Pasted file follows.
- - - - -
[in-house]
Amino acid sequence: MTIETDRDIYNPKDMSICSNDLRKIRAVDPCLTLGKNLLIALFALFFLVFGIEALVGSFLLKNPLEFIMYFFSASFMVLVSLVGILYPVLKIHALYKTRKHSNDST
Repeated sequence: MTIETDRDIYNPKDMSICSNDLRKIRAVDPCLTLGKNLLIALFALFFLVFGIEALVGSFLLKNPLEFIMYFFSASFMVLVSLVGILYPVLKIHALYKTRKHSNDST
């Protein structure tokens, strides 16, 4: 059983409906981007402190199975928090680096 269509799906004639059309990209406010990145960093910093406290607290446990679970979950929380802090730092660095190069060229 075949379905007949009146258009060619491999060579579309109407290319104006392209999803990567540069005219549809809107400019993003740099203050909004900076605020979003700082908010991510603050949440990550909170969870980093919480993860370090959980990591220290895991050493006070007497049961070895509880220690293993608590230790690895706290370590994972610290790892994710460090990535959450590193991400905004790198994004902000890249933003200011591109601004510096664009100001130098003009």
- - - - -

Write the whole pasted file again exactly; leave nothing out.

[in-house]
Amino acid sequence: MTIETDRDIYNPKDMSICSNDLRKIRAVDPCLTLGKNLLIALFALFFLVFGIEALVGSFLLKNPLEFIMYFFSASFMVLVSLVGILYPVLKIHALYKTRKHSNDST
Repeated sequence: MTIETDRDIYNPKDMSICSNDLRKIRAVDPCLTLGKNLLIALFALFFLVFGIEALVGSFLLKNPLEFIMYFFSASFMVLVSLVGILYPVLKIHALYKTRKHSNDST
């Protein structure tokens, strides 16, 4: 059983409906981007402190199975928090680096 269509799906004639059309990209406010990145960093910093406290607290446990679970979950929380802090730092660095190069060229 075949379905007949009146258009060619491999060579579309109407290319104006392209999803990567540069005219549809809107400019993003740099203050909004900076605020979003700082908010991510603050949440990550909170969870980093919480993860370090959980990591220290895991050493006070007497049961070895509880220690293993608590230790690895706290370590994972610290790892994710460090990535959450590193991400905004790198994004902000890249933003200011591109601004510096664009100001130098003009």